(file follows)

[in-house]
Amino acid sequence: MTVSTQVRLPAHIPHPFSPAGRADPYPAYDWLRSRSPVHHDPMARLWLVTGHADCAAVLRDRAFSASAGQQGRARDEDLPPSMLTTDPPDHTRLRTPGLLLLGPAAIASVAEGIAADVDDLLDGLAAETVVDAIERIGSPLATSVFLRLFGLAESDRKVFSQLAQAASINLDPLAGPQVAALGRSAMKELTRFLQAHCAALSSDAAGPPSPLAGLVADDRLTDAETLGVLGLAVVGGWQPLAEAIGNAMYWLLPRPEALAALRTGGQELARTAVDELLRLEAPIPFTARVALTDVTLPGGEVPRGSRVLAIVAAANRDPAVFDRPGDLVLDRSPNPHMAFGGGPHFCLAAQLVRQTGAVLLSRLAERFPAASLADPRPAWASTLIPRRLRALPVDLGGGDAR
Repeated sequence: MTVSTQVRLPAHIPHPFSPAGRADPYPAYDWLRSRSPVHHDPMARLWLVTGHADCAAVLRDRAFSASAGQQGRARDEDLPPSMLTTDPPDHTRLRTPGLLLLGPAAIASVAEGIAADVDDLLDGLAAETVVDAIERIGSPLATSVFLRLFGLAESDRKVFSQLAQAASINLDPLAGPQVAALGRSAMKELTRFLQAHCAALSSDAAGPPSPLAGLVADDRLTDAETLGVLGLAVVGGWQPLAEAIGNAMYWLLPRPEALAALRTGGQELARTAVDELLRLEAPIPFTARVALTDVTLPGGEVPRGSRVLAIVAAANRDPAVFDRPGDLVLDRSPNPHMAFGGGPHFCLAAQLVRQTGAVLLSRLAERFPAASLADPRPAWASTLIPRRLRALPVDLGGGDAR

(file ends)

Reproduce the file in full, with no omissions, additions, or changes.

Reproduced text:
[in-house]
Amino acid sequence: MTVSTQVRLPAHIPHPFSPAGRADPYPAYDWLRSRSPVHHDPMARLWLVTGHADCAAVLRDRAFSASAGQQGRARDEDLPPSMLTTDPPDHTRLRTPGLLLLGPAAIASVAEGIAADVDDLLDGLAAETVVDAIERIGSPLATSVFLRLFGLAESDRKVFSQLAQAASINLDPLAGPQVAALGRSAMKELTRFLQAHCAALSSDAAGPPSPLAGLVADDRLTDAETLGVLGLAVVGGWQPLAEAIGNAMYWLLPRPEALAALRTGGQELARTAVDELLRLEAPIPFTARVALTDVTLPGGEVPRGSRVLAIVAAANRDPAVFDRPGDLVLDRSPNPHMAFGGGPHFCLAAQLVRQTGAVLLSRLAERFPAASLADPRPAWASTLIPRRLRALPVDLGGGDAR
Repeated sequence: MTVSTQVRLPAHIPHPFSPAGRADPYPAYDWLRSRSPVHHDPMARLWLVTGHADCAAVLRDRAFSASAGQQGRARDEDLPPSMLTTDPPDHTRLRTPGLLLLGPAAIASVAEGIAADVDDLLDGLAAETVVDAIERIGSPLATSVFLRLFGLAESDRKVFSQLAQAASINLDPLAGPQVAALGRSAMKELTRFLQAHCAALSSDAAGPPSPLAGLVADDRLTDAETLGVLGLAVVGGWQPLAEAIGNAMYWLLPRPEALAALRTGGQELARTAVDELLRLEAPIPFTARVALTDVTLPGGEVPRGSRVLAIVAAANRDPAVFDRPGDLVLDRSPNPHMAFGGGPHFCLAAQLVRQTGAVLLSRLAERFPAASLADPRPAWASTLIPRRLRALPVDLGGGDAR